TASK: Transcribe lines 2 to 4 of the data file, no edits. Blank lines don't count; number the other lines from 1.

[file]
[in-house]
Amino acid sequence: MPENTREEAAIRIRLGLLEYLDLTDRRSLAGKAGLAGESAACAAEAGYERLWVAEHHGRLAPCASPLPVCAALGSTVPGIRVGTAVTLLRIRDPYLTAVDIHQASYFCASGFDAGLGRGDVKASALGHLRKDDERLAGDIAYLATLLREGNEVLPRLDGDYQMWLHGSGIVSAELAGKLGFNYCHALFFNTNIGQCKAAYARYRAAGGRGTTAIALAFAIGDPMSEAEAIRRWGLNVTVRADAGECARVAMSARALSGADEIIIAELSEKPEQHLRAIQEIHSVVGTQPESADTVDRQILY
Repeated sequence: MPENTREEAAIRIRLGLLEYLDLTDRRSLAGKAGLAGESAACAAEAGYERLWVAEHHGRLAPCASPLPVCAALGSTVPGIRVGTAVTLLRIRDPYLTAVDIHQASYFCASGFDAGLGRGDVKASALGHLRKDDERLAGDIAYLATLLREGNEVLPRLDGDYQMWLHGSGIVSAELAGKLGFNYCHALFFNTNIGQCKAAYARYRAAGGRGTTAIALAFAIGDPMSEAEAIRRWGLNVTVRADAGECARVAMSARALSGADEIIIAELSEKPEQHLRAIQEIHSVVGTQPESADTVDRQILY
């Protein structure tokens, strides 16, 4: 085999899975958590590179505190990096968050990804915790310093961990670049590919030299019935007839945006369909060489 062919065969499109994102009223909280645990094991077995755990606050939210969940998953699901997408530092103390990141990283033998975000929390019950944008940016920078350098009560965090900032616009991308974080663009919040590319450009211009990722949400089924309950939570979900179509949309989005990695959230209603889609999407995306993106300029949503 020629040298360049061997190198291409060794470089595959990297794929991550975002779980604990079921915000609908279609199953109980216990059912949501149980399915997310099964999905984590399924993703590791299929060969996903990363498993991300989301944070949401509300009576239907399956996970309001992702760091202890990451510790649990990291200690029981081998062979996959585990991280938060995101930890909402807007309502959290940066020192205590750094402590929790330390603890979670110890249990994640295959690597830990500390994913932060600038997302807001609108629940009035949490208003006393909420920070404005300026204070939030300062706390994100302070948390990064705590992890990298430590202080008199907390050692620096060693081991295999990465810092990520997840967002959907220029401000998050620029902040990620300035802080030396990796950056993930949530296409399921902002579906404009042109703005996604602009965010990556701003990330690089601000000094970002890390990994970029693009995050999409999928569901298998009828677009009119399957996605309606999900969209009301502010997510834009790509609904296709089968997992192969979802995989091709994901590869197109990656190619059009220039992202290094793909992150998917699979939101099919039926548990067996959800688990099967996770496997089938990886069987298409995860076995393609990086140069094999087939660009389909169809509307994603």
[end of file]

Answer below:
Amino acid sequence: MPENTREEAAIRIRLGLLEYLDLTDRRSLAGKAGLAGESAACAAEAGYERLWVAEHHGRLAPCASPLPVCAALGSTVPGIRVGTAVTLLRIRDPYLTAVDIHQASYFCASGFDAGLGRGDVKASALGHLRKDDERLAGDIAYLATLLREGNEVLPRLDGDYQMWLHGSGIVSAELAGKLGFNYCHALFFNTNIGQCKAAYARYRAAGGRGTTAIALAFAIGDPMSEAEAIRRWGLNVTVRADAGECARVAMSARALSGADEIIIAELSEKPEQHLRAIQEIHSVVGTQPESADTVDRQILY
Repeated sequence: MPENTREEAAIRIRLGLLEYLDLTDRRSLAGKAGLAGESAACAAEAGYERLWVAEHHGRLAPCASPLPVCAALGSTVPGIRVGTAVTLLRIRDPYLTAVDIHQASYFCASGFDAGLGRGDVKASALGHLRKDDERLAGDIAYLATLLREGNEVLPRLDGDYQMWLHGSGIVSAELAGKLGFNYCHALFFNTNIGQCKAAYARYRAAGGRGTTAIALAFAIGDPMSEAEAIRRWGLNVTVRADAGECARVAMSARALSGADEIIIAELSEKPEQHLRAIQEIHSVVGTQPESADTVDRQILY
């Protein structure tokens, strides 16, 4: 085999899975958590590179505190990096968050990804915790310093961990670049590919030299019935007839945006369909060489 062919065969499109994102009223909280645990094991077995755990606050939210969940998953699901997408530092103390990141990283033998975000929390019950944008940016920078350098009560965090900032616009991308974080663009919040590319450009211009990722949400089924309950939570979900179509949309989005990695959230209603889609999407995306993106300029949503 020629040298360049061997190198291409060794470089595959990297794929991550975002779980604990079921915000609908279609199953109980216990059912949501149980399915997310099964999905984590399924993703590791299929060969996903990363498993991300989301944070949401509300009576239907399956996970309001992702760091202890990451510790649990990291200690029981081998062979996959585990991280938060995101930890909402807007309502959290940066020192205590750094402590929790330390603890979670110890249990994640295959690597830990500390994913932060600038997302807001609108629940009035949490208003006393909420920070404005300026204070939030300062706390994100302070948390990064705590992890990298430590202080008199907390050692620096060693081991295999990465810092990520997840967002959907220029401000998050620029902040990620300035802080030396990796950056993930949530296409399921902002579906404009042109703005996604602009965010990556701003990330690089601000000094970002890390990994970029693009995050999409999928569901298998009828677009009119399957996605309606999900969209009301502010997510834009790509609904296709089968997992192969979802995989091709994901590869197109990656190619059009220039992202290094793909992150998917699979939101099919039926548990067996959800688990099967996770496997089938990886069987298409995860076995393609990086140069094999087939660009389909169809509307994603």